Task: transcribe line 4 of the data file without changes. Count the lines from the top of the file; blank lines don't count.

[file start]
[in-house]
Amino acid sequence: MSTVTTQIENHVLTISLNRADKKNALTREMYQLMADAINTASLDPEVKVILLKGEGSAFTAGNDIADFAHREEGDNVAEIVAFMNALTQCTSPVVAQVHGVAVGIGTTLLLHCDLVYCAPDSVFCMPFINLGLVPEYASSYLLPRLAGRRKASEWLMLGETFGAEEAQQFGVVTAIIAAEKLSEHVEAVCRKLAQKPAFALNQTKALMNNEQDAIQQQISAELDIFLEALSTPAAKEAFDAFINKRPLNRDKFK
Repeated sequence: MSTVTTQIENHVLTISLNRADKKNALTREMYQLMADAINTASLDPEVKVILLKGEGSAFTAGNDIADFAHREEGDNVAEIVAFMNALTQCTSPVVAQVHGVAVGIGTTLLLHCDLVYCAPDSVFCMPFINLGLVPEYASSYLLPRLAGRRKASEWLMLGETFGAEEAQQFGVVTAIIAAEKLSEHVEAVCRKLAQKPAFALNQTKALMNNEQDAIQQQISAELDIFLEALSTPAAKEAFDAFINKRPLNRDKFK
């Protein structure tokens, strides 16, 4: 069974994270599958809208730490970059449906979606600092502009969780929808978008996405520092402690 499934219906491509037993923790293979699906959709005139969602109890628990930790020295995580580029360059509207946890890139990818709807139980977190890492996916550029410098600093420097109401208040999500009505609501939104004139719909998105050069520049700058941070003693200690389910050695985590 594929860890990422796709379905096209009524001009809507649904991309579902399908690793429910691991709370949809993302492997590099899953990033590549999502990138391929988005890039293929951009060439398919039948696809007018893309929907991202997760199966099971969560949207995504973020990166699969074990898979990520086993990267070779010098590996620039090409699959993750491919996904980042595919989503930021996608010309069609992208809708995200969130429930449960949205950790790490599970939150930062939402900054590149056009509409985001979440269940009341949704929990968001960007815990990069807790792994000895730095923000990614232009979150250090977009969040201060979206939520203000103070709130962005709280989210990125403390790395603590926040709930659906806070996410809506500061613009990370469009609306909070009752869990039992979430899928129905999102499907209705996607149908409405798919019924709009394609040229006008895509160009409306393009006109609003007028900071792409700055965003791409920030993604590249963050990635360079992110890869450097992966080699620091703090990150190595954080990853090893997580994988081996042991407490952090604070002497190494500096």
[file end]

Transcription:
């Protein structure tokens, strides 16, 4: 069974994270599958809208730490970059449906979606600092502009969780929808978008996405520092402690 499934219906491509037993923790293979699906959709005139969602109890628990930790020295995580580029360059509207946890890139990818709807139980977190890492996916550029410098600093420097109401208040999500009505609501939104004139719909998105050069520049700058941070003693200690389910050695985590 594929860890990422796709379905096209009524001009809507649904991309579902399908690793429910691991709370949809993302492997590099899953990033590549999502990138391929988005890039293929951009060439398919039948696809007018893309929907991202997760199966099971969560949207995504973020990166699969074990898979990520086993990267070779010098590996620039090409699959993750491919996904980042595919989503930021996608010309069609992208809708995200969130429930449960949205950790790490599970939150930062939402900054590149056009509409985001979440269940009341949704929990968001960007815990990069807790792994000895730095923000990614232009979150250090977009969040201060979206939520203000103070709130962005709280989210990125403390790395603590926040709930659906806070996410809506500061613009990370469009609306909070009752869990039992979430899928129905999102499907209705996607149908409405798919019924709009394609040229006008895509160009409306393009006109609003007028900071792409700055965003791409920030993604590249963050990635360079992110890869450097992966080699620091703090990150190595954080990853090893997580994988081996042991407490952090604070002497190494500096």